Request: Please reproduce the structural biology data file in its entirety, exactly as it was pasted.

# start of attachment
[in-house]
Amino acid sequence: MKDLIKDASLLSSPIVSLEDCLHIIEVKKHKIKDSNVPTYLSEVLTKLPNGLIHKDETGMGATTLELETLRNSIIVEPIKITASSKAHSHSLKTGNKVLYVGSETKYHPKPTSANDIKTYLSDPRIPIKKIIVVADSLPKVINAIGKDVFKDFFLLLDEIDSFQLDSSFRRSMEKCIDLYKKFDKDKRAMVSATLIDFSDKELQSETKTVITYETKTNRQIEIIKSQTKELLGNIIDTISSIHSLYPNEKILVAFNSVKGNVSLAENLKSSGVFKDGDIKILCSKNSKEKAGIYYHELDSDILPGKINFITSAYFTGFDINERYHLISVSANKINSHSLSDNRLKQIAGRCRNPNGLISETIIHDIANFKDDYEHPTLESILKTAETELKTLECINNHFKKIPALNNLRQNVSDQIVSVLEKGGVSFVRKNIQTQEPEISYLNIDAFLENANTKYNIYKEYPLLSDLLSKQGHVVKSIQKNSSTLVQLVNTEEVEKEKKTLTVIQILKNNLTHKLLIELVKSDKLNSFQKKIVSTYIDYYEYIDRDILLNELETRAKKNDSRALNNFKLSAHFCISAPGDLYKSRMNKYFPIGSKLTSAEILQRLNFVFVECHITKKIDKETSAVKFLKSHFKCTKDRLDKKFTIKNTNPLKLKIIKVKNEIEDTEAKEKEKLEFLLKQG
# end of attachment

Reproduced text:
[in-house]
Amino acid sequence: MKDLIKDASLLSSPIVSLEDCLHIIEVKKHKIKDSNVPTYLSEVLTKLPNGLIHKDETGMGATTLELETLRNSIIVEPIKITASSKAHSHSLKTGNKVLYVGSETKYHPKPTSANDIKTYLSDPRIPIKKIIVVADSLPKVINAIGKDVFKDFFLLLDEIDSFQLDSSFRRSMEKCIDLYKKFDKDKRAMVSATLIDFSDKELQSETKTVITYETKTNRQIEIIKSQTKELLGNIIDTISSIHSLYPNEKILVAFNSVKGNVSLAENLKSSGVFKDGDIKILCSKNSKEKAGIYYHELDSDILPGKINFITSAYFTGFDINERYHLISVSANKINSHSLSDNRLKQIAGRCRNPNGLISETIIHDIANFKDDYEHPTLESILKTAETELKTLECINNHFKKIPALNNLRQNVSDQIVSVLEKGGVSFVRKNIQTQEPEISYLNIDAFLENANTKYNIYKEYPLLSDLLSKQGHVVKSIQKNSSTLVQLVNTEEVEKEKKTLTVIQILKNNLTHKLLIELVKSDKLNSFQKKIVSTYIDYYEYIDRDILLNELETRAKKNDSRALNNFKLSAHFCISAPGDLYKSRMNKYFPIGSKLTSAEILQRLNFVFVECHITKKIDKETSAVKFLKSHFKCTKDRLDKKFTIKNTNPLKLKIIKVKNEIEDTEAKEKEKLEFLLKQG